We can’t push hurricanes off course or defuse earthquakes, but early warnings and effective disaster management can help mitigate the devastation at least a bit. This is hardly a new concept. We’ve been gathering environmental data to model, predict, and respond to natural disasters for quite a long time now – it’s just getting easier. We now have low-cost sensors, long-range networking, and AI to help us refine our models and manage natural disasters at every stage.
As a result, IoT tech has become a big part of a lot of countries’ disaster management strategies. Whatever you think of other IoT applications, this one is going to save a lot of lives in the future.
Using IoT data for predictions
We’ve been using sensors (thermometers, barometers, anenometers, etc.) to measure the weather for a long time, but, as with other IoT tech, they’ve gotten a lot smaller, cheaper, and better-networked. By strategically placing networks of sensors in key areas, like around the Caribbean (where many hurricanes form), or in forests prone to fires, we can get up-to-the-second data on local conditions.
This data can be fed into prediction models (increasingly AI-based) and used to provide early warnings about potential disasters. This is massively important: it can help different areas know when they should begin preparation or evacuation procedures. At the very least, this can reduce the human cost.
Even hard-to-predict events, like floods, landslides, and even earthquakes, can benefit from this, as having real-time sensor data makes it possible for people to get a few extra hours or minutes of warning. Places like Rio de Janeiro [PDF] and Buenos Aires already have IoT/AI systems in place to help them get ahead of potential weather events, and projects like ShakeAlert in California and SkyAlert in Mexico are detecting earthquakes and sending out immediate notifications to residents to help them get to safety before the most serious shaking starts.
Connecting disaster areas and getting data
When disasters hit, the areas that need help the most are typically the ones we know the least about, as their communications and transport infrastructure may go down. Scattering IoT devices around the area, however, could provide enough of an intact network that sensor data could still make it out and some communication ability could be maintained.
Project OWL set up and tested this concept in Puerto Rico in 2019, demonstrating a LoRaWAN/Wi-Fi mesh network could be set up by simply placing the devices in trees or even dropping them by drone in the aftermath of a disaster.
The data gathered and transmitted back out of affected areas is hugely valuable: it can be used to guide relief efforts, provide vital information, or even send chatbot responses to people looking for guidance on where to go or updates on the situation. Being able to make good decisions in a crisis saves lives, and IoT sensors are key to getting valuable data in the hands of the people who need it. You can find the best evacuation routes, build digital twin models of buildings for rescue teams, or even use emergency signs to guide people to safe exits in a fire.
It’s not just sensors feeding this data, either: drones are already being used for operations like post-earthquake mapping in Indonesia and wildfire monitoring (and fighting!) in California, and sensors are increasingly being built into utility poles, bridges, and other stationary pieces of infrastructure.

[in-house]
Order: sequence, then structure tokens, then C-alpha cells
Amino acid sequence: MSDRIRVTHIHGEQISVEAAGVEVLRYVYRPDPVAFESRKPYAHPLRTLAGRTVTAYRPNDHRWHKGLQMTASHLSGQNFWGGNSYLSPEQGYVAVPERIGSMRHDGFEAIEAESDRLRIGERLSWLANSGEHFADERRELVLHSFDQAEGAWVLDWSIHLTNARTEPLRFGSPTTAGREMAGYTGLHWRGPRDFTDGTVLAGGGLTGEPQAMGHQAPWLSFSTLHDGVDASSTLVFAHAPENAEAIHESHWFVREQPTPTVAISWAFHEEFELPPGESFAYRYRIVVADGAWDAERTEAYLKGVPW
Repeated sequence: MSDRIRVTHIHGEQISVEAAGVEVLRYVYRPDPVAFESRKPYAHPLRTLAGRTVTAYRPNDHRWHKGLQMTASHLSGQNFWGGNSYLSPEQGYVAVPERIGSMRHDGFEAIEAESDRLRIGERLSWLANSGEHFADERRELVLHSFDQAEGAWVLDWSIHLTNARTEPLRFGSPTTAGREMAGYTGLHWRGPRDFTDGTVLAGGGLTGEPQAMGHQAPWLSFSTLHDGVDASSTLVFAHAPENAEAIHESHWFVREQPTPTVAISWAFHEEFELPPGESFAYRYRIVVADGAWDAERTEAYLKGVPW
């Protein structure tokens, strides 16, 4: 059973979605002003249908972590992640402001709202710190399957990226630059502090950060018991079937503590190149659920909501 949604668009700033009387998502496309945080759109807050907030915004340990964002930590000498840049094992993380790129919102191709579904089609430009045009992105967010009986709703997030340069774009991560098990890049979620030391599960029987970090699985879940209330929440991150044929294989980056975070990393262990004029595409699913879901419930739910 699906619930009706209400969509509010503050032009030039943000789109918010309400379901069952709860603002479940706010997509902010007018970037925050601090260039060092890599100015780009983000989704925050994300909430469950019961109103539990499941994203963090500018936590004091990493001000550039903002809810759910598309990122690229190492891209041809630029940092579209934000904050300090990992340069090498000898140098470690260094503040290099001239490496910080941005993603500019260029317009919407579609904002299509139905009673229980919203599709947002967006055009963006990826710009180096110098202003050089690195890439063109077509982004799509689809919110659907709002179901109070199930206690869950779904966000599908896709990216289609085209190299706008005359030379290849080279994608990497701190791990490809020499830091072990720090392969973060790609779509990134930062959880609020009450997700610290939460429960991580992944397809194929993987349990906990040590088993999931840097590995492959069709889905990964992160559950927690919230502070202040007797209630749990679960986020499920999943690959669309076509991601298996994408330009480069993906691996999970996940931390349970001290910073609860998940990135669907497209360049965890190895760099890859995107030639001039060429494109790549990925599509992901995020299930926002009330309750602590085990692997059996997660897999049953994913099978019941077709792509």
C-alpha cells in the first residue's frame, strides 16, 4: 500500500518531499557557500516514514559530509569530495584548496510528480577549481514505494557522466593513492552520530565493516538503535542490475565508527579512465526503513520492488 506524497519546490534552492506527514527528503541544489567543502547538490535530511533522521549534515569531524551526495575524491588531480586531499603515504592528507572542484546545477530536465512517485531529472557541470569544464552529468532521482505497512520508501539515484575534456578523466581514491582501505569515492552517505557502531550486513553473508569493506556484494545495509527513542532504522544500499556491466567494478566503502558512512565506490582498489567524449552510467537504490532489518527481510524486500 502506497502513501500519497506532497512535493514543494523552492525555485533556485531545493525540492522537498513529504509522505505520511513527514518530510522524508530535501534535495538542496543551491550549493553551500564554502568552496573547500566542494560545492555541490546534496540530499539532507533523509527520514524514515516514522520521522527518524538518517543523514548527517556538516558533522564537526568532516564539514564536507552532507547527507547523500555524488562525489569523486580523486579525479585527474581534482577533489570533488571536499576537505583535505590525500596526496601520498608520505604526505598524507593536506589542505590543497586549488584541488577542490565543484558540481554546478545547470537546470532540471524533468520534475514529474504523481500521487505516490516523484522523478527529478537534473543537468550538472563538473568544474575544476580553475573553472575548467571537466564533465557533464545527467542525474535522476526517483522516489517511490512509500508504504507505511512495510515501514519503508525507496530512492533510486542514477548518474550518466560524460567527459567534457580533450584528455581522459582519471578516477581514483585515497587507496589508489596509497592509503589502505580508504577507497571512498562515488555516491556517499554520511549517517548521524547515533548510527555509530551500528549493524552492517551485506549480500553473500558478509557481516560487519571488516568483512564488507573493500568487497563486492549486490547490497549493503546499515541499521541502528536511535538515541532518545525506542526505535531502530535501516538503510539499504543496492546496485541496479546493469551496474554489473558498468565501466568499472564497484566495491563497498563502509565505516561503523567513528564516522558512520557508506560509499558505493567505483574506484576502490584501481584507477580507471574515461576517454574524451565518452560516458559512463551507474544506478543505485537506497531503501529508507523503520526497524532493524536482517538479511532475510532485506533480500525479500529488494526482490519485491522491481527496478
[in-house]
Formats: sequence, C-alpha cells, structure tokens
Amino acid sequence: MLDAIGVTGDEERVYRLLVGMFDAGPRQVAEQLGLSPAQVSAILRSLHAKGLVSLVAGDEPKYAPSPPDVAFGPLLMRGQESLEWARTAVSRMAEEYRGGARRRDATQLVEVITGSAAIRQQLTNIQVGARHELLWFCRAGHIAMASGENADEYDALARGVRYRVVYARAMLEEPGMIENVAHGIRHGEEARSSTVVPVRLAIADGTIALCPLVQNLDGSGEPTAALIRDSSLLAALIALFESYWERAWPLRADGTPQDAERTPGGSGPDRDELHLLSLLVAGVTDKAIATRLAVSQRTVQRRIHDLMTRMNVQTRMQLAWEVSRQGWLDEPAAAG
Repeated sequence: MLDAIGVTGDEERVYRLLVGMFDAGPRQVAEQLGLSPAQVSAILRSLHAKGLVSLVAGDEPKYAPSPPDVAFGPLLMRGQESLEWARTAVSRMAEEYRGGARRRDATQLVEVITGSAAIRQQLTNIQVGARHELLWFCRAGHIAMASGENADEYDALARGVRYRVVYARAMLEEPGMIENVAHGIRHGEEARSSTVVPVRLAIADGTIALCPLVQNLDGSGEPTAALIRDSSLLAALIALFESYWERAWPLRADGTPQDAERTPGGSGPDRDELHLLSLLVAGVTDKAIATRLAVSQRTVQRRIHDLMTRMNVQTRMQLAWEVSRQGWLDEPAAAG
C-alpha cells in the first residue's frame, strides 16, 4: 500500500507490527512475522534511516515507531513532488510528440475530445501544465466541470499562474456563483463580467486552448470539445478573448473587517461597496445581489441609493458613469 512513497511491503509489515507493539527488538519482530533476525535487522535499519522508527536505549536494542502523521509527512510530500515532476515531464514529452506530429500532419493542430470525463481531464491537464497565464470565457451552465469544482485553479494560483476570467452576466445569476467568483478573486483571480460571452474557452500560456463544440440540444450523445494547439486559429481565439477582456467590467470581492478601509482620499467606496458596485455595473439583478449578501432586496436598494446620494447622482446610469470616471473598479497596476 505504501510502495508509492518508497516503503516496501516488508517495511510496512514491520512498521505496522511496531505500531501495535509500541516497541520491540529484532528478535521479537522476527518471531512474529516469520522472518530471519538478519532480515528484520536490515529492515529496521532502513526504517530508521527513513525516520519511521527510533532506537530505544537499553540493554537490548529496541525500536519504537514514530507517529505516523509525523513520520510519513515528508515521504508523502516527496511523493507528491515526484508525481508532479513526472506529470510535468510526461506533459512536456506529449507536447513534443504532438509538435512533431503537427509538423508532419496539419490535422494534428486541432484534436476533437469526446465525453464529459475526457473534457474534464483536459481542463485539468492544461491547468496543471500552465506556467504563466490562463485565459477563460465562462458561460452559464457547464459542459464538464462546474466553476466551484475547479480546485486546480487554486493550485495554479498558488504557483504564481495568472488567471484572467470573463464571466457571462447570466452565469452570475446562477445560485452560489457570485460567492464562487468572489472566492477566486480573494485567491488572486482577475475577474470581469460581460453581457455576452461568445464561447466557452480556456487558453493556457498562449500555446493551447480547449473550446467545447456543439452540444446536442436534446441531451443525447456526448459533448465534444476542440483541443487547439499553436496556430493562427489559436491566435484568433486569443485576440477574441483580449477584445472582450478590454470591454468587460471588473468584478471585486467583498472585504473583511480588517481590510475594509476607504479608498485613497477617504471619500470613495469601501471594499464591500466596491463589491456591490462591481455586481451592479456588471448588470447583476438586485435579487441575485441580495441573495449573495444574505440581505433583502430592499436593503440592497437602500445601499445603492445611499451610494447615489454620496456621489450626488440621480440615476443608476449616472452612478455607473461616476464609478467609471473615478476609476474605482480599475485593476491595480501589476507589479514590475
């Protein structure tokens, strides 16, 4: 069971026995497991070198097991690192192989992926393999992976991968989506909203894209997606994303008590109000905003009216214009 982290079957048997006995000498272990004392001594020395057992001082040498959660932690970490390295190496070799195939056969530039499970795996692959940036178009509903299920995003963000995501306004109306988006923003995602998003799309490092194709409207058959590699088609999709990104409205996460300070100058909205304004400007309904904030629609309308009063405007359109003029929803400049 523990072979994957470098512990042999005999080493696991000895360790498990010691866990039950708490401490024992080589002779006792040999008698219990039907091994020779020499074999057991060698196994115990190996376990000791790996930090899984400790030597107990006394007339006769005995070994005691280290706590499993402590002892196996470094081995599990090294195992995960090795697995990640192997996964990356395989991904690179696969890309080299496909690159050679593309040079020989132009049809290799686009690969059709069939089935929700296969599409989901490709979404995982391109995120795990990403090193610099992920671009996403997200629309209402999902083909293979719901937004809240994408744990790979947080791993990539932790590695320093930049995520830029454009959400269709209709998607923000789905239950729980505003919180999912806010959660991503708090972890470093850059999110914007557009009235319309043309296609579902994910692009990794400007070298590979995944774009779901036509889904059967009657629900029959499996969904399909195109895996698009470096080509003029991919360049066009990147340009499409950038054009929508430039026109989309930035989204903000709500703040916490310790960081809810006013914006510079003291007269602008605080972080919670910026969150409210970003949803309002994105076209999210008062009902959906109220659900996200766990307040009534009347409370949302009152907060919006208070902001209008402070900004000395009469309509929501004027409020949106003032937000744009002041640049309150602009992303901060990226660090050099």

AI and disaster relief
Assuming the disaster isn’t actually caused by an AI bent on world domination, the growing field of big data analytics can help quite a bit with disaster relief. For example, AI can monitor social networks, like Facebook and Twitter [PDF], for posts and geotags to help figure out which areas need the most urgent attention and what kind of needs different people have.
Combined with real-time data from sensors and drones, plus local records and census information, an AI could be far more effective at triage and dispatching than humans. In the event of a flood, for example, it could identify highest-risk neighborhoods with populations that might need the most help evacuating, like older people and families with children, and be able to accurately project how many resources would be necessary to successfully get everyone out. Beyond that, a well-built AI could provide live updates on the flood to the responders, monitor social media for news of the evacuation efforts, power chatbots with up-to-date information and strategies, and more.
Putting the systems in place
As with a lot of potential IoT revolutions, this one has both upfront deployment costs and ongoing maintenance and update costs. In many cases, though, the sensor installations that are already going up on buildings, lampposts, bridges, and even sewer pipes might be able to provide a lot of necessary data. Even just giving a specialized AI access to the data we already have could be a big help.
Some specialized equipment, like microwave sensors for earthquakes or environmental packages for forest fire monitoring, will require additional work to set up, but there’s a lot of room for this in existing budgets. We already invest a lot in getting early warnings for things like earthquakes and tsunamis, and mitigating the human and financial cost of natural disasters is rightly regarded as a profitable investment.
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